Adversity for the UK economy could be an opportunity to become to a world leader in innovation, through the commercialisation of the academic research of the country’s best universities, said Dr Graham Spittle, Chairman of the UK government’s Technology Strategy Board, speaking at the Imperial College Business School-sponsored Innovation Summit held at the Royal Society in December 2009,
Imperial Innovations, the College’s Alternative Investment Market (AIM) -listed technology transfer company, has already shown itself to be highly successful at commercialising Imperial College London’s academic research. It has over 80 spin-out companies in its
portfolio and its share price rose by 24% during 2008–09.
Building a sustainable future for a world with nine billion inhabitants will require unprecedented cooperation between business, academia and policy makers. But while the scale of the task is almost incomprehensibly enormous, the challenges also create opportunities, argues Professor Gerard George, Director of the Rajiv Gandhi Centre and Professor of Innovation and Entrepreneurship in Imperial College Business School.
Read about the recent Innovation for Inclusive Growth conference, with keynote speaker Professor John Beddington CMG, FRS, Chief Scientific Advisor to the UK government and Honorary Principal Research Fellow in Imperial’s Faculty of Natural Sciences. The one-day conference was hosted by the Business School and the Advanced Institute of Management Research at Imperial in April 2010.
Photosynthesis accounts for 98 per cent of the oxygen in the Earth’s atmosphere. However, the complex process by which photosynthesis splits water to release oxygen is not well understood.
The new Ultrafast Spectroscopy Laboratory in the Division of Molecular Biosciences at Imperial will help scientists study light-activated processes, like photosynthesis, by helping to reveal how the proteins involved in photosythesis are activated at a molecular level.
The lab’s three state-of-the-art laser systems can analyse the measure the vibrations of the atoms and molecules in proteins by generating intense light pulses that last for femtoseconds (0.000000000000001 seconds).
Two recent pieces of research from the Faculty of Natural Sciences have revealed new ways of tackling the armour and weapons of Clostridium difficile, the ‘superbug’ that causes severe infections in hospital patients and the elderly.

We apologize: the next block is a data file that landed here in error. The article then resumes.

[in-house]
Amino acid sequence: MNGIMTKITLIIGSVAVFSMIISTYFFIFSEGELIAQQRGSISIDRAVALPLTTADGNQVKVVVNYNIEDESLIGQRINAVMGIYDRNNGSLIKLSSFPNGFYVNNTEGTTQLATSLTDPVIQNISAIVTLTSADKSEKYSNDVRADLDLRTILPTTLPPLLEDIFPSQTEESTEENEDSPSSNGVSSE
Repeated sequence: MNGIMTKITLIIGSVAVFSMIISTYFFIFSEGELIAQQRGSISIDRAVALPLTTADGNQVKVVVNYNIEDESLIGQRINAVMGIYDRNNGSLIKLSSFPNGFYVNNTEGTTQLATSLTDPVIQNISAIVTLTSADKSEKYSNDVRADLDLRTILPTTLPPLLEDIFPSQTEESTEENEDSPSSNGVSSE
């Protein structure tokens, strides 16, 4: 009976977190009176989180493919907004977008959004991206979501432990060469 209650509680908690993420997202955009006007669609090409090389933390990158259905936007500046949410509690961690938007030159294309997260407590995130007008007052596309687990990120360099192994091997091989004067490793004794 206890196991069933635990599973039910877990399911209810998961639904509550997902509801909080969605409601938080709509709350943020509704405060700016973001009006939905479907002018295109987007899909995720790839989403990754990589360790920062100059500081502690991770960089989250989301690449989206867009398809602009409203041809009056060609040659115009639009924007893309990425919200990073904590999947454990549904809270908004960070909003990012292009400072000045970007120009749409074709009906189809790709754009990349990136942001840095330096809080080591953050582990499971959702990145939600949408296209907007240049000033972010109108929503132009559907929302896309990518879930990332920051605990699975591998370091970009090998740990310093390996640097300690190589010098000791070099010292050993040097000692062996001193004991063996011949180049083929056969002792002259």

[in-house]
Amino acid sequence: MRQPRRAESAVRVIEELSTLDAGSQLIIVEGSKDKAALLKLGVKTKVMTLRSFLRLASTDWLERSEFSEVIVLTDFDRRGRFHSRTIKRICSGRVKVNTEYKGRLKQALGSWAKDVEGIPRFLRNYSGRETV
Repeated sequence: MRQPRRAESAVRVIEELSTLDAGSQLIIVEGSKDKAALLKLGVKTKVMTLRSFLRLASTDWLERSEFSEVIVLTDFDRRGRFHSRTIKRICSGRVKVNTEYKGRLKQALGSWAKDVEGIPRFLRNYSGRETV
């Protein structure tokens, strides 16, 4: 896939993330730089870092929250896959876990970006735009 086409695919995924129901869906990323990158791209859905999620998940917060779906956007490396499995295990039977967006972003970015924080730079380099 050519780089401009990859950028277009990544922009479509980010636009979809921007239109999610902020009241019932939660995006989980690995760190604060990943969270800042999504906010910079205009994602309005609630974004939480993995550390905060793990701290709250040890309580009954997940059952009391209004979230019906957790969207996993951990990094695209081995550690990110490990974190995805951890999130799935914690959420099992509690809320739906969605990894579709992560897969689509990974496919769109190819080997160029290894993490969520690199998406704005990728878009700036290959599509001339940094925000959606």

C. difficile is a bacterium that can cause severe gut infections in humans, particularly in those taking antibiotics. Some strains of C. difficile are resistant to treatment with most antibiotics, earning them the name ‘superbugs’.
Read about what the scientists have discovered and watch Dr Ed Tate from the Department of Chemistry, and Professor Neil Fairweather and Dr Kate Brown from the Department of Life Sciences, talk about Clostridium difficile, their new research and how it could help tackle superbug infections in the future here.
The Energy Futures Lab is tackling the energy research challenges of the twenty-first century and is the focus for energy research at Imperial.
It builds on the high-quality research across the College in areas including energy efficiency, nuclear power, renewable energy, transport, electrical networks, economics and policy development.
By developing multi-disciplinary research programmes, the Lab is developing the sustainable future energy supply for society.
Consumer debt has increased dramatically in recent years leading to calls for better controls on how retail risk is measured and managed. The recent introduction of tighter regulations has required financial institutions to adopt sophisticated risk assessment models.
The Mathematics in Banking and Finance programme of Imperial’s Institute for Mathematical Science specialises in research in the consumer financial services sector, and in the development of statistical, data mining, and machine learning techniques applied in this area, in particular.
Professor David Potts‘s group in the Geotechnics Section of the Department of Civil and Environmental Engineering has developed software, which was used to help stabilise the Leaning Tower of Pisa.
The group’s program modelled the tower and its foundations in order to investigate all of the proposed methods of stabilisation. It played a pivotal role in the final choice of stabilisation method and was used to provide behaviour predictions against which observations were compared as the stabilisation works were carried out.
The Leaning Tower is now safe and was reopened to the public in 2001 following a 10-year closure.
Although the recent rise in obesity in the developed world is down to an unhealthy environment, with an abundance of unhealthy food and many people taking very little exercise, the difference in the way people respond to this environment is often genetic.
Scientists say that missing DNA, such as that identified in new research by an international team led by Professor Philippe Froguel, from the School of Public Health at Imperial, may be having a dramatic effect on some people’s weight.
Providing a secure energy supply for the future is one of today’s key issues.
Researchers in Imperial’s Institute of Biomedical Engineering, led by Professor Chris Toumazou, are doing pioneering work leading to new developments in medical diagnosis equipment, personalised healthcare devices, new regenerative medicine techniques and new medical imaging technologies.
- Imperial and its spinout company DNA Electronics have developed SNP Dr, a prototype healthcare device that assesses whether patients are genetically predisposed to suffering adverse reactions to prescription drugs.
- Professor Toumazou has also played a key role in developing the first cochlear implant, which can improve hearing in people who are profoundly deaf or very hard of hearing, and has received international recognition for his work.